Dreams of the Dead
Sixteen year old Kara foster has moved to Japan with her father; which has been a dream of theirs since Kara was a young child. When she arrives, Kara feels like an outsider, but thankfully befriends Sakura, and her friend Miho. Sakura has her own problems – her sister was brutally murdered and the culprits were never found. Then Kara begins to have nightmares and other murders start occurring. Could this be revenge? Could Sakura’s sister be behind it all or is there something more sinister in the air?
One my favourite things about this book was the introduction to Japan! You see the country through the eyes of Kara, who is obviously not native to the country; this made it very easy for me to follow the story and jump into the plot really easily. Japanese terms and cultural references were well explained, and I wasn’t left confused.
The horror in this book felt pretty tame. I had hoped for some really creepy japanese horror (along the lines of the ring or the grudge), and I didn’t get quite what I expected. The atmosphere was suspenseful and japanese myth was well crafted in the story, but I wasn’t left looking over my shoulder.
Despite not being very scared I still found myself gripped by the plot, and I just kept turning the pages late into the night. Thomas Randall paced the novel really well and by the end I was eager to find an answer to all the mysterious happenings! I liked the little twist at the end of the book, and it definitely left me wanting to read the next book in the trilogy.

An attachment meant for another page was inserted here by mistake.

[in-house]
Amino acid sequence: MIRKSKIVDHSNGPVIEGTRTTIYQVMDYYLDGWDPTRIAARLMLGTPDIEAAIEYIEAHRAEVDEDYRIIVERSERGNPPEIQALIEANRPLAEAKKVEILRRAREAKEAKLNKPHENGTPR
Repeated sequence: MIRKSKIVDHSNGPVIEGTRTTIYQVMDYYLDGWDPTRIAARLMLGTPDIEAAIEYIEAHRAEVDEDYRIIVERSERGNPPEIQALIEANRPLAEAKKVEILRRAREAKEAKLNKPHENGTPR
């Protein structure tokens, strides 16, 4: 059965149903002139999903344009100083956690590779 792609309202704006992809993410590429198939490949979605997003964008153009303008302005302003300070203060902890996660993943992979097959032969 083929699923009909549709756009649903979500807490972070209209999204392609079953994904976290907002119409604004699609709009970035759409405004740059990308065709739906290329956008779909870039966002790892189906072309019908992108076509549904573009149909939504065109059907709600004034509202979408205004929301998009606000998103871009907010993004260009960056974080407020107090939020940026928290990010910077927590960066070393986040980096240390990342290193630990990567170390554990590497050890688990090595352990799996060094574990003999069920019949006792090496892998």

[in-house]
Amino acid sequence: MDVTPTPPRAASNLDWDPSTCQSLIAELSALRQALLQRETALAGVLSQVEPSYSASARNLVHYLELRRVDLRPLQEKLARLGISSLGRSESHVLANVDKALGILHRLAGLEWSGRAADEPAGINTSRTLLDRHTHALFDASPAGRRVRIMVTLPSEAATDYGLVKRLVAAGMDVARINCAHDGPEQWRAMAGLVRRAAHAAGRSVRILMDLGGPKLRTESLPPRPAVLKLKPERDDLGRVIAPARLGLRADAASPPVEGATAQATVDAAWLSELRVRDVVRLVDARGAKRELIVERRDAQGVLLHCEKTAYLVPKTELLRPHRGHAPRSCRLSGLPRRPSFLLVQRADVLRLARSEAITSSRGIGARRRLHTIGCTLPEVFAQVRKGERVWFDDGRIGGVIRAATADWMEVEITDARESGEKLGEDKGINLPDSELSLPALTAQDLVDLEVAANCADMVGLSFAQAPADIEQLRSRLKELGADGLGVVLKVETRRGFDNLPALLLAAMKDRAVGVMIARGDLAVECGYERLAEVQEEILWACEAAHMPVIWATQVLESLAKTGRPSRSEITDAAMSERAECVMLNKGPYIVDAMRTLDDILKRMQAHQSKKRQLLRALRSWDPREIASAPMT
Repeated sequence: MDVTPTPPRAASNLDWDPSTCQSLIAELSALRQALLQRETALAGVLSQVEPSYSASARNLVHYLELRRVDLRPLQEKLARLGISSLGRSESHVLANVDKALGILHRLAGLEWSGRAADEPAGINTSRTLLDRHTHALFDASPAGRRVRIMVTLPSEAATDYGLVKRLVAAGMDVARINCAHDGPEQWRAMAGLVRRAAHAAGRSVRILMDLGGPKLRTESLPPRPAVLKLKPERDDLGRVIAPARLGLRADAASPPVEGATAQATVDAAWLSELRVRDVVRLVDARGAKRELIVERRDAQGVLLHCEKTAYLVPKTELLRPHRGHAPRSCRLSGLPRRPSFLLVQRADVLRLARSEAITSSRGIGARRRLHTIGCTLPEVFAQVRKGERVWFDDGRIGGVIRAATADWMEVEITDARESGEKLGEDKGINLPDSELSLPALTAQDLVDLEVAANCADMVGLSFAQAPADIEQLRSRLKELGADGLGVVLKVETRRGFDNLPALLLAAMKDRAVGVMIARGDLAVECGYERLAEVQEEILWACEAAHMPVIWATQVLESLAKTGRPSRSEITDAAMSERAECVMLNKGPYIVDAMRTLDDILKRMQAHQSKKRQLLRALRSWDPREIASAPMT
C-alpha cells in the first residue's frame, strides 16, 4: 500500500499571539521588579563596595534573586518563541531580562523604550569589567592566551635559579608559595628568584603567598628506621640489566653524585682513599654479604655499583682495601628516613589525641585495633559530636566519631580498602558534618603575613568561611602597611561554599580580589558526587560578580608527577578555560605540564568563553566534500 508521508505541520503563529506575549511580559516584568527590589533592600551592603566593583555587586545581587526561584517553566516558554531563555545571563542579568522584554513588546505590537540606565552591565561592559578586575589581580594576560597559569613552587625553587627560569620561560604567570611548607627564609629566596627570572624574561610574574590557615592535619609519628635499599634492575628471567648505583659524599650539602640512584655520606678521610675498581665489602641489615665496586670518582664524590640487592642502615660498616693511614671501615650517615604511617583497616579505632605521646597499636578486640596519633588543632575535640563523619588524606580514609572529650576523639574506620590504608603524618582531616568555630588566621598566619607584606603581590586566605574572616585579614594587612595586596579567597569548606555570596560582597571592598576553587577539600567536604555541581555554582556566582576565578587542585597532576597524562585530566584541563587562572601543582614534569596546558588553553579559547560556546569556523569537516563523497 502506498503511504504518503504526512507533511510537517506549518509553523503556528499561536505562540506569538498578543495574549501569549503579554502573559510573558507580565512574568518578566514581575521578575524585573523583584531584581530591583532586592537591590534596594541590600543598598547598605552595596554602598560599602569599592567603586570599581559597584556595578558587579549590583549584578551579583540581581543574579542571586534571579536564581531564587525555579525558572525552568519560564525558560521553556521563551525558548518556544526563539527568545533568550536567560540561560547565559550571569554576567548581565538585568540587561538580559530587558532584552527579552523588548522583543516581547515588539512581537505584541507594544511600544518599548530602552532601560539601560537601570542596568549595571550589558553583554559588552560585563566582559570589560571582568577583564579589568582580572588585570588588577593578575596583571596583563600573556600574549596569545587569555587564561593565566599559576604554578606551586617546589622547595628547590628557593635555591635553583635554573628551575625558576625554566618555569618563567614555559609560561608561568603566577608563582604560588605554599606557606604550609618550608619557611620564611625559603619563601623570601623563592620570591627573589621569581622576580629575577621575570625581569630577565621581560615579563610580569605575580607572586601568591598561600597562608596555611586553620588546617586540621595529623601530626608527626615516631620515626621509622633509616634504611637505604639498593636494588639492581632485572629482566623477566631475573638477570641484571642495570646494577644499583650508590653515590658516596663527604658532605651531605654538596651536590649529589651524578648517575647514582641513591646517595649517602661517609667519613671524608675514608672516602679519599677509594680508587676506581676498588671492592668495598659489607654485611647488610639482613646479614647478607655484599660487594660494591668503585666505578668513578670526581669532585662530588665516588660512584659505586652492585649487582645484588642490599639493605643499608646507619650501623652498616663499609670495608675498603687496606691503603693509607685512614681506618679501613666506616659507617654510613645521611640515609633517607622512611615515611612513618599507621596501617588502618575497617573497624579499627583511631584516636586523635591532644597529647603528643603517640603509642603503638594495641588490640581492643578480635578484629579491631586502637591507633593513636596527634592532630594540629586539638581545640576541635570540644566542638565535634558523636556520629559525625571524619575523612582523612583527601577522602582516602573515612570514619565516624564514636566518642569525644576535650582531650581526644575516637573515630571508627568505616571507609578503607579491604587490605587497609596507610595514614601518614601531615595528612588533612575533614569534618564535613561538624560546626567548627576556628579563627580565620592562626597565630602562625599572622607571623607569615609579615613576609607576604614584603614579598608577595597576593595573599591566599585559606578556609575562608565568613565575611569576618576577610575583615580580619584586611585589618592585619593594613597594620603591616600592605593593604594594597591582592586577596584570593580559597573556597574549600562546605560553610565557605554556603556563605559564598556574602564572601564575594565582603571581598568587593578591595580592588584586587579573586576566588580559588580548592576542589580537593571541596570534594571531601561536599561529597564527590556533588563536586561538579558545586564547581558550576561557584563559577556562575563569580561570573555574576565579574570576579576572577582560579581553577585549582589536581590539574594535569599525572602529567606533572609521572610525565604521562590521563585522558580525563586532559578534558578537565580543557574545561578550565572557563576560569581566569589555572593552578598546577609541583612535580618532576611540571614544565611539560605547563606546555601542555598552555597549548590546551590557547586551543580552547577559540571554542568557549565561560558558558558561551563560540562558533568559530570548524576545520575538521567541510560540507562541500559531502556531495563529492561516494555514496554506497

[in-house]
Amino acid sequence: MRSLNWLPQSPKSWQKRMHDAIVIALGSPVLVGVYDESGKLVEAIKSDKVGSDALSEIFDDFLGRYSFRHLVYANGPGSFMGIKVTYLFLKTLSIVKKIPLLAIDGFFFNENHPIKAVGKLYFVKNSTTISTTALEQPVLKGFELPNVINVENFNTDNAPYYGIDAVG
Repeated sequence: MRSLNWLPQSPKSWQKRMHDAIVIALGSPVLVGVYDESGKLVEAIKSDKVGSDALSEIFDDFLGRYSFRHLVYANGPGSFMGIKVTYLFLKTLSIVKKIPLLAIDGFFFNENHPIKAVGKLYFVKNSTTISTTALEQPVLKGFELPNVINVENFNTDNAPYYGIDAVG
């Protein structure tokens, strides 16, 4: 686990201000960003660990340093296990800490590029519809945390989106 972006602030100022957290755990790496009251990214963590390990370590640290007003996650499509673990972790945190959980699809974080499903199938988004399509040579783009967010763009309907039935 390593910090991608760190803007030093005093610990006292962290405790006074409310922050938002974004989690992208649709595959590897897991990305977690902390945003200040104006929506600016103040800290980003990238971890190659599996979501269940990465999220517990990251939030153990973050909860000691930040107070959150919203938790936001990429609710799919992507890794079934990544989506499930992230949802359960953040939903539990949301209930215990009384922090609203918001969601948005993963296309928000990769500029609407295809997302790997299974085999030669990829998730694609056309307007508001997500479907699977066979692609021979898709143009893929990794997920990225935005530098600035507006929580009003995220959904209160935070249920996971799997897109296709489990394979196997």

I really felt like I had chance to get to know Kara and the other characters in the book. You find out a lot about Kara’s past, which always adds depth to a character. Initially I felt that Kara was acting a little younger than sixteen, but this didn’t detract from her character, and I think she gained confidence and became a lot stronger as the novel went on. She ended up handling everything that happened well (better than I would have anyway!).
I particularly liked the friendship group between Kara, Sakura and Miho. As individuals they were all rather different, but they still managed to knit together and form a close friendship group.
Overall, this was a quick and enjoyable read. Learning about Japan was very interesting. I will definitely be reading ‘Spirits of the Noh’, which is the next book. I think I would also like to delve into some more Japanese horror which is a little scarier!